Post-operative Crohn's disease (CD) recurrence is common after intestinal resection. The European Crohn's and Colitis Organization has issued guidelines regarding the optimal post-operative management of patients who have undergone intestinal resection for CD. The current study aims to assess the current adjuvant therapy practices of colorectal surgeons and gastroenterologists. An electronic-based survey was sent to members of the Association of Coloproctology of Great Britain and Ireland and the Irish Society of Gastroenterology. One hundred twenty-five surgeons and gastroenterologists responded. Gastroenterologists more frequently assessed for pre-clinical recurrence with serum inflammatory markers (97 vs. 51 %, P < 0.001), faecal calprotectin (30 vs. 10 %, P = 0.008) and ileocolonoscopy (67 vs. 23 %, P < 0.001), while surgeons more frequently performed a CT scan (23 vs. 6 %, P = 0.037). The majority of respondents estimated the 1-year endoscopic recurrence to be 10-25 %, and 36 % of respondents offered prophylaxis to all post-operative patients. Budesonide (8 vs. 4 %, P = 0.006) and azathioprine/mercaptopurine (60 vs. 33 %, P < 0.001) were more often prescribed for high-risk patients, while imidazole antibiotics (11 vs. 5 %, P < 0.001) and 5-ASA derivatives were more often prescribed for low-risk patients (51 vs. 14 %, P < 0.001). Currently, surgeons and gastroenterologists involved in the peri-operative care of patients with CD underestimate the risk of recurrence following intestinal resection and under-utilize ileocolonoscopy to tailor adjuvant therapy.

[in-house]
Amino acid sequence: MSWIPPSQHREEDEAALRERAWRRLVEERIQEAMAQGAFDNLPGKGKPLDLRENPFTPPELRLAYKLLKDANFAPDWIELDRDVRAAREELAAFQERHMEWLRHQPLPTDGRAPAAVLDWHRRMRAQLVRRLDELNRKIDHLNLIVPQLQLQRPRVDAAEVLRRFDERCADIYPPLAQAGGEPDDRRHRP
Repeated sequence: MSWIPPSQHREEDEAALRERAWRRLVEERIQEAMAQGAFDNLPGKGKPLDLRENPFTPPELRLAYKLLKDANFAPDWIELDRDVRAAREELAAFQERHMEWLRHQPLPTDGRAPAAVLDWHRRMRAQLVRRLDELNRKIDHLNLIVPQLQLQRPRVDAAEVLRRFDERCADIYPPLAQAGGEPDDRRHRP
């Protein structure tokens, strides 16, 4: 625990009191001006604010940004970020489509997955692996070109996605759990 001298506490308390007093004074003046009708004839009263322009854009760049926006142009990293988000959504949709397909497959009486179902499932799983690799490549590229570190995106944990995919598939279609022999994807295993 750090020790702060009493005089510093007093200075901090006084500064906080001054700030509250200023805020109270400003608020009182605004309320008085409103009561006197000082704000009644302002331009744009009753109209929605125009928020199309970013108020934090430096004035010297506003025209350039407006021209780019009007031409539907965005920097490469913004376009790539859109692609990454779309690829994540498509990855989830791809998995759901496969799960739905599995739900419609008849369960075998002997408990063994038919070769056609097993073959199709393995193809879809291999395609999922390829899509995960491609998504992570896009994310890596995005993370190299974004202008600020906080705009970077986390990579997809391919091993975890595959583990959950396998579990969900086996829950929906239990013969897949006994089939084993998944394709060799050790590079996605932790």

University College Dublin ->